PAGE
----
Making China’s Industries Smarter, Faster from wisepowder's blog

Making China’s Industries Smarter, Faster

The greatest impact on the global value chain was felt in Mainland China, where nearly 30 percent of global manufacturing output originates. This sent China’s economy into a nose dive, resulting in a record contraction in output of 34 percent in the first quarter of 2020, according to World Bank figures.To get more news about chinese industry and management practice, you can visit official website.

While second quarter growth of 3.2 percent signals a rebound for China, manufacturing enterprises are aware that a return to “business as usual” is not an option. They need to address issues that will make them vulnerable to the next potential supply chain disruption.

If the benefits of digitalization were not clear to c-level executives before the crisis, they should be by now.

Digitalization is widely viewed as one of the keys to a sustainable recovery from the pandemic. Studies show that companies that move early and decisively to digitalize their operations during challenging times can turn adversity into advantage. Boston Consulting Group found that 14 percent of companies were able to emerge stronger from the four most recent global economic downturns, increasing both their sales and profit margins

Staying power is also key. Research by management consultant McKinsey found that companies which remained steadfast and committed to their long-term growth strategy during a downturn were able to accelerate faster coming out of it.

Some markets are benefitting from government stimulus packages that support investment in new technologies. In China, a government infrastructure package passed in March totaling $US4.8 trillion is aimed at softening the blow of current and future disruptions. It encourages investments in new data centers, artificial intelligence (AI), smart manufacturing, and 5G networks. The expectation is also that by rejuvenating legacy systems, China’s manufacturing will be able to reverse the productivity decline it has experienced since the global financial crisis of 2008.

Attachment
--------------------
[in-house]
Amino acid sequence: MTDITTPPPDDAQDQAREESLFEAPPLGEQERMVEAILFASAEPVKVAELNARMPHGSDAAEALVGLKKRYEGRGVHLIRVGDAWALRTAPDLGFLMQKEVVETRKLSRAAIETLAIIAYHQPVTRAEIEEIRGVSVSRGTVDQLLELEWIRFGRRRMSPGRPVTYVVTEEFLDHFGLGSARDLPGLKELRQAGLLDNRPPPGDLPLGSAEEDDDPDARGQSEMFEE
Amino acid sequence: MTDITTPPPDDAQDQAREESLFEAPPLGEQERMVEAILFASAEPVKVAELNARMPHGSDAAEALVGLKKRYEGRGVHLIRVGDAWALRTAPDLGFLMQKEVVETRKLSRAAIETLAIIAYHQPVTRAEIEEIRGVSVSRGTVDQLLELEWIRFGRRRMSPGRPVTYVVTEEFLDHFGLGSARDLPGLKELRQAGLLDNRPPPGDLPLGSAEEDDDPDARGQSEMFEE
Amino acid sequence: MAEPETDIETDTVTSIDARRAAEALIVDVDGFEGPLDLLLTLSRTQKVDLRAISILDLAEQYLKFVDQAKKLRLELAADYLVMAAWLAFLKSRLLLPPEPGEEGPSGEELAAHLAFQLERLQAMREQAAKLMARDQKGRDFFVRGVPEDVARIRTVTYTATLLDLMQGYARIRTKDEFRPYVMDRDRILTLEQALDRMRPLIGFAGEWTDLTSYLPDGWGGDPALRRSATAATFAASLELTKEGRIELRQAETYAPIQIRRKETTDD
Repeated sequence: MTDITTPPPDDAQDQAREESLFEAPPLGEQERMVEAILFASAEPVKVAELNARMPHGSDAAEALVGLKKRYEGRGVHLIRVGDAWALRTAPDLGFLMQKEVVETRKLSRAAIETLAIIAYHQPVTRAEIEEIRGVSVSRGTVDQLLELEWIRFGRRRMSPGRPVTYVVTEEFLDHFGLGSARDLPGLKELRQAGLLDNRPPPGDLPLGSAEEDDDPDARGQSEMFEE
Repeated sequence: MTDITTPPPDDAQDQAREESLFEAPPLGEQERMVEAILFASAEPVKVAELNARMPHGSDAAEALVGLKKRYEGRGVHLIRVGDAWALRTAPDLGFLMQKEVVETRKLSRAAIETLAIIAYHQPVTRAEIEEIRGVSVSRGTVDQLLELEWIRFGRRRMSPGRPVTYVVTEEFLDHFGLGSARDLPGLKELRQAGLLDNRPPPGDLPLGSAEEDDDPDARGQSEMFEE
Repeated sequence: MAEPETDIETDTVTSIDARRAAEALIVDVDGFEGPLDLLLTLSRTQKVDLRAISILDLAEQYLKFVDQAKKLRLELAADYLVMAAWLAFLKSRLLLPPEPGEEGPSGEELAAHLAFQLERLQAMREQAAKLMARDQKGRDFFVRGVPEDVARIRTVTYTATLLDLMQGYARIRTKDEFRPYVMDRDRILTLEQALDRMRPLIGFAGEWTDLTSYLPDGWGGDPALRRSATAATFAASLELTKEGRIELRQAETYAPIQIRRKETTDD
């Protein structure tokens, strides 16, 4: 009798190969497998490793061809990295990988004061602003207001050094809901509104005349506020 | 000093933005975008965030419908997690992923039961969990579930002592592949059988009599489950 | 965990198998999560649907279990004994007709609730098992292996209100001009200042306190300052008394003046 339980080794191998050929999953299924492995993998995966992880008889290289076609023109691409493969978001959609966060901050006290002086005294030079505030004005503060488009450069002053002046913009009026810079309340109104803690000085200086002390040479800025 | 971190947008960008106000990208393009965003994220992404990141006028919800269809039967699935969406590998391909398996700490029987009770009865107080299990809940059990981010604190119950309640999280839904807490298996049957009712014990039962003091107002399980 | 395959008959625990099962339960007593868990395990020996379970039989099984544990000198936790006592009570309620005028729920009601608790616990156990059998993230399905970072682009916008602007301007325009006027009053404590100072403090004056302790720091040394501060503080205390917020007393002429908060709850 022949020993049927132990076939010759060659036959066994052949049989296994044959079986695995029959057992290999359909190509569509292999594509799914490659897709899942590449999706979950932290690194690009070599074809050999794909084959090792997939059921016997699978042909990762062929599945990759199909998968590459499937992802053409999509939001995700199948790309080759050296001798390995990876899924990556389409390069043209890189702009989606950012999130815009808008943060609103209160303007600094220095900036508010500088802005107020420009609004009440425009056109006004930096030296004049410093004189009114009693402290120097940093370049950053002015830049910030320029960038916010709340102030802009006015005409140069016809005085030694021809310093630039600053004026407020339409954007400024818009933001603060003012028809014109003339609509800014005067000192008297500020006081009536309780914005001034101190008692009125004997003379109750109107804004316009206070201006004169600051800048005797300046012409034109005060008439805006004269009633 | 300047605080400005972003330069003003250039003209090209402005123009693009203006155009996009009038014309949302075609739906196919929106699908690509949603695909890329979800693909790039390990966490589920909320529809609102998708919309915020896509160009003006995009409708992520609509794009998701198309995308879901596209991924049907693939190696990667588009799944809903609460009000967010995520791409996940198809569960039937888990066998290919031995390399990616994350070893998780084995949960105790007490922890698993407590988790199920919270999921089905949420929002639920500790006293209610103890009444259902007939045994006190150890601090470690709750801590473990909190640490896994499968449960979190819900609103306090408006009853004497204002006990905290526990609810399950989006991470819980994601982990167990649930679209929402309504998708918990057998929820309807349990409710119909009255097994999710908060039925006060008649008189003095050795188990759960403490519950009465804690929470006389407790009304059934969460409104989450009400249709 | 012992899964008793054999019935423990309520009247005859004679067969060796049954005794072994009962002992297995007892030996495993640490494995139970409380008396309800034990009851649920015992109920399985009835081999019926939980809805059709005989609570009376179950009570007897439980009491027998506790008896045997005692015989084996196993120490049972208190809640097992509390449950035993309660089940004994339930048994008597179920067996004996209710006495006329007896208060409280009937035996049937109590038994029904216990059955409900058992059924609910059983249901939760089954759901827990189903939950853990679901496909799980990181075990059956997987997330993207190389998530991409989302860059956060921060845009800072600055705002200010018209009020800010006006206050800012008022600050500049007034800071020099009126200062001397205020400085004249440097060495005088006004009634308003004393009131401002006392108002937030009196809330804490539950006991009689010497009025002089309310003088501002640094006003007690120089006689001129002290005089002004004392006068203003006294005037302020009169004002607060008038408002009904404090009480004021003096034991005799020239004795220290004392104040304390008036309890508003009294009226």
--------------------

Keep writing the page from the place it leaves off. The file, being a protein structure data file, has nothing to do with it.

The main applications for AI in manufacturing include value chain redundancy, remote operations, process automation, industrial robotics, predictive maintenance and machinery inspection, and autonomous materials movement. Machine learning now makes up 40 percent of all patents in the AI realm.Companies that can scale up their AI use cases during the crisis will be better able to navigate uncertain supply and demand, adjust to disruptions in operations and supply chains, allocate their workforces, and adapt to sharp changes in consumer confidence and priorities, according to analysts from Boston Consulting Group.

There is no shortage of automation experts touting the benefits of manufacturers investing in AI; investments in this technology are expected to reach $18.8 billion by 2027 (see below for more analyst predictions).

Sam Li, global senior vice president and general manager of SAP China, is convinced that digitalization will drive China’s economy out of its current trough, and that AI shows the most promise in making companies resilient.

“Just as digitalization has enabled China’s consumers to access life-essential services and stem the deadly chain of infection, digitalization in the business-to-business sector to create intelligent and integrated enterprises will be the engine for economic recovery,” Li said last month at the 2020 World Artificial Intelligence Online Conference (WAIC) in Shanghai.

He sees huge potential for AI in China’s manufacturing industries, and believes SAP is set up to become a main driver for AI in this sector: “As a global technology company with both business and R&D headquarters in Shanghai, SAP will help build a world-leading AI co-innovation and technology center in Shanghai and actively promote the integrated development of AI and industry in China.”

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